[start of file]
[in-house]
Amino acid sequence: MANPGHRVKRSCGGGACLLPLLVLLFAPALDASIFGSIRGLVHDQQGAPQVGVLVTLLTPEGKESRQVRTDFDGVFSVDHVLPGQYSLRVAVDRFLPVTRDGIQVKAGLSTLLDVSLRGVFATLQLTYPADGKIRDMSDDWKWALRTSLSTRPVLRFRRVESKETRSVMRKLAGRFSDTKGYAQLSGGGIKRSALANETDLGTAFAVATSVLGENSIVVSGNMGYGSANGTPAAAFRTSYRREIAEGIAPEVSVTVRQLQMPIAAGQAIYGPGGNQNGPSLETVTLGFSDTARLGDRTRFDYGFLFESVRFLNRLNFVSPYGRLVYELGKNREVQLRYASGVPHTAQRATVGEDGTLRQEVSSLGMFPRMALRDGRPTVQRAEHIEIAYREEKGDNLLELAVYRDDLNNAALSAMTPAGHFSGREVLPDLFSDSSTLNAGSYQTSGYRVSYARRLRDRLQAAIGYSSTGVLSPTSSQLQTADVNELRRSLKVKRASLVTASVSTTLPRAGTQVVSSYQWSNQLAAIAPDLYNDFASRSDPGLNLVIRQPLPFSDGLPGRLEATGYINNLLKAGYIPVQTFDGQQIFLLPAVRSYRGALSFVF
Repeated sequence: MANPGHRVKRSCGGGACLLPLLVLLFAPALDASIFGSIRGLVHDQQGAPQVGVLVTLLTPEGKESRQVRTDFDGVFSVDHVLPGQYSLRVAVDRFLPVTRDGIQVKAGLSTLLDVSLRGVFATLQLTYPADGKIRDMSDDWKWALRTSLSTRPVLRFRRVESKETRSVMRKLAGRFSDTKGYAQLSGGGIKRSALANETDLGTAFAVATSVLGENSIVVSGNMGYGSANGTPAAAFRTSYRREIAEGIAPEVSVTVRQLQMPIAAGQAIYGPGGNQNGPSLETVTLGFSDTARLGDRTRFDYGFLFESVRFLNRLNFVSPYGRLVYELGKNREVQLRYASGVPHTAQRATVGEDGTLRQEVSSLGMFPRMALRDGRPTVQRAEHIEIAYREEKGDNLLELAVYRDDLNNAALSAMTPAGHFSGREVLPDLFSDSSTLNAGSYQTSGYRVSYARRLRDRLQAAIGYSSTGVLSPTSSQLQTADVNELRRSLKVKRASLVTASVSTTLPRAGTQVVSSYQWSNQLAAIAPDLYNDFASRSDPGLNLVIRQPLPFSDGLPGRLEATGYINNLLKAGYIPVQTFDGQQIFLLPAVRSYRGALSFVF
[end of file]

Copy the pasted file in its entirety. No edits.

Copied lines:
[in-house]
Amino acid sequence: MANPGHRVKRSCGGGACLLPLLVLLFAPALDASIFGSIRGLVHDQQGAPQVGVLVTLLTPEGKESRQVRTDFDGVFSVDHVLPGQYSLRVAVDRFLPVTRDGIQVKAGLSTLLDVSLRGVFATLQLTYPADGKIRDMSDDWKWALRTSLSTRPVLRFRRVESKETRSVMRKLAGRFSDTKGYAQLSGGGIKRSALANETDLGTAFAVATSVLGENSIVVSGNMGYGSANGTPAAAFRTSYRREIAEGIAPEVSVTVRQLQMPIAAGQAIYGPGGNQNGPSLETVTLGFSDTARLGDRTRFDYGFLFESVRFLNRLNFVSPYGRLVYELGKNREVQLRYASGVPHTAQRATVGEDGTLRQEVSSLGMFPRMALRDGRPTVQRAEHIEIAYREEKGDNLLELAVYRDDLNNAALSAMTPAGHFSGREVLPDLFSDSSTLNAGSYQTSGYRVSYARRLRDRLQAAIGYSSTGVLSPTSSQLQTADVNELRRSLKVKRASLVTASVSTTLPRAGTQVVSSYQWSNQLAAIAPDLYNDFASRSDPGLNLVIRQPLPFSDGLPGRLEATGYINNLLKAGYIPVQTFDGQQIFLLPAVRSYRGALSFVF
Repeated sequence: MANPGHRVKRSCGGGACLLPLLVLLFAPALDASIFGSIRGLVHDQQGAPQVGVLVTLLTPEGKESRQVRTDFDGVFSVDHVLPGQYSLRVAVDRFLPVTRDGIQVKAGLSTLLDVSLRGVFATLQLTYPADGKIRDMSDDWKWALRTSLSTRPVLRFRRVESKETRSVMRKLAGRFSDTKGYAQLSGGGIKRSALANETDLGTAFAVATSVLGENSIVVSGNMGYGSANGTPAAAFRTSYRREIAEGIAPEVSVTVRQLQMPIAAGQAIYGPGGNQNGPSLETVTLGFSDTARLGDRTRFDYGFLFESVRFLNRLNFVSPYGRLVYELGKNREVQLRYASGVPHTAQRATVGEDGTLRQEVSSLGMFPRMALRDGRPTVQRAEHIEIAYREEKGDNLLELAVYRDDLNNAALSAMTPAGHFSGREVLPDLFSDSSTLNAGSYQTSGYRVSYARRLRDRLQAAIGYSSTGVLSPTSSQLQTADVNELRRSLKVKRASLVTASVSTTLPRAGTQVVSSYQWSNQLAAIAPDLYNDFASRSDPGLNLVIRQPLPFSDGLPGRLEATGYINNLLKAGYIPVQTFDGQQIFLLPAVRSYRGALSFVF